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5 Facts Executives Need to Know About Lean Six Sigma - GoLeanSixSigma.com

Business leaders may be aware of Continuous Improvement efforts, but they may not understand exactly how it could impact their organization. Most Lean Six Sigma blogs address the “What” of Lean Six Sigma, but it’s critical to discuss the “Why” behind it—leaders and executives deserve a better understanding of the purpose of bringing Continuous Improvement into their culture.

So what does Lean Six Sigma do for an organization?

1. Increases Efficiency

In order to stay competitive, organizations need to produce excellent products and services as efficiently as possible. Minimizing the energy, time and money it takes to deliver is a big task. Lean Six Sigma facilitates that task by revealing and targeting waste in the system. Removing uncovered waste frees organizations to increase their capacity and deliver more to their customers.

Increasing efficiency includes improving employee productivity. Most employees agree that a large percentage of their time is wasted on tasks that don’t add value. It’s not their fault. Employees are doing their best with the process they were handed and processes don’t improve on their own. As Dr. Deming said, “A bad system will beat a good person every time.” Without structured Continuous Improvement, trying harder is a waste of effort.

“A bad system will beat a good person every time.” Without structured Continuous Improvement, trying harder is a waste of effort.

Once employees have permission to study the processes they work in, they can pinpoint unnecessary steps—entering data into duplicate systems, waiting on multiple approvals and handoffs. They can ask revealing questions—”Do 6 people need to approve this? Do 12 people need to touch every application?”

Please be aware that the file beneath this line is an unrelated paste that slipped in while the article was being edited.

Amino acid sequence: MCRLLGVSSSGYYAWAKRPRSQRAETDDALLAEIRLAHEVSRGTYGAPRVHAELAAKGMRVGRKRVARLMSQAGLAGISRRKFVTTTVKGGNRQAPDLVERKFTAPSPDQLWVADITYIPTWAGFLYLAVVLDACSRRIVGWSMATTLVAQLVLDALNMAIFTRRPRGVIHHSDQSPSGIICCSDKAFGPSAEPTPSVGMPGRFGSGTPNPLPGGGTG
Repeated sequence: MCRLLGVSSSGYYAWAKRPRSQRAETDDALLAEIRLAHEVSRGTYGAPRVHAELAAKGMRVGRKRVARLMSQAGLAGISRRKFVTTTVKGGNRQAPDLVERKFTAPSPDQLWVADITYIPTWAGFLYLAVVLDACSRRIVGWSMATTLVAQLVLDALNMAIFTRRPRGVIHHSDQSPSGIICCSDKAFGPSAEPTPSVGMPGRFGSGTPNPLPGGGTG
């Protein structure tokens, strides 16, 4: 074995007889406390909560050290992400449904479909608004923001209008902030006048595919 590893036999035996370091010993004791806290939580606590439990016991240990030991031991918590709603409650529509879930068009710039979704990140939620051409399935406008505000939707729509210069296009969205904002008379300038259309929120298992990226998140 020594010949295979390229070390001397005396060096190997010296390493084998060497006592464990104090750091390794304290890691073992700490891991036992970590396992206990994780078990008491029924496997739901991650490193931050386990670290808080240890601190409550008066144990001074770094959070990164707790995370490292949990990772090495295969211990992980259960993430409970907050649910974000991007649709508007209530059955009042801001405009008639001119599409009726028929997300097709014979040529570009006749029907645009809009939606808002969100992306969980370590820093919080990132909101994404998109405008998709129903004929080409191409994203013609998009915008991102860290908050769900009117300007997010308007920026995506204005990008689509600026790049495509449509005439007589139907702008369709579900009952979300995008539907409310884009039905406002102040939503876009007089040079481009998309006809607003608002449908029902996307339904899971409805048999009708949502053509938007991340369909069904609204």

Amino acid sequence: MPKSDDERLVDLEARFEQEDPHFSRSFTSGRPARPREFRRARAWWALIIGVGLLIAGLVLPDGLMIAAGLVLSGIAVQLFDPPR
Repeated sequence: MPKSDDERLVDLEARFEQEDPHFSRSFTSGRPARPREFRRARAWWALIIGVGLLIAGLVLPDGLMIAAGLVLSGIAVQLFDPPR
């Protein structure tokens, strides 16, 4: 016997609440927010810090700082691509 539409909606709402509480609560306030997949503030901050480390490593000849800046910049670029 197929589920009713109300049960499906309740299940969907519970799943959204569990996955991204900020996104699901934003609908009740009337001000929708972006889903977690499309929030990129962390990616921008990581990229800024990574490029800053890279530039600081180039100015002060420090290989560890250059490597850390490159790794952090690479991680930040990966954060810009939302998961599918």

Default solutions typically involve throwing money at the process, adding people to the effort or—the fool’s gold of panaceas—automation. But If employees implement Lean Six Sigma first, they can clean up the process and then assess if it requires additional resources—creativity before cash.

2. Reduces the Cost of Poor Quality

In 1986, NASA’s Challenger Space Shuttle launched and exploded 73 seconds after lift-off. Millions watched as we became a nation in shock, mourning the loss of 7 astronauts. The cause of the explosion was a defective O-ring seal. The price of fixing the O-ring was a few hundred thousand dollars. In contrast, the final cost of the disaster to NASA totaled $1 billion along with a profound loss of the public trust. This is an extreme example of the cost of poor quality, yet there are millions more like it—both in the news and out of the public eye.

The cost of poor quality is something all organizations must contend with. If organizations aren’t actively attacking waste and poor quality, costs will inflate quickly. Traditional costs like scrap, defects and repairs can consume approximately 4-10% of sales revenue. These are visible costs that can be tracked.

However, hidden costs can consume up to 15-35% of sales revenue and are much harder to identify. These costs are typically hidden, hard to track and ignored since you don’t pay attention to what you don’t see. We get used to things like expediting, ordering excess supplies, late deliveries, employee frustration, overtime, and long cycle times—they become the way we do business.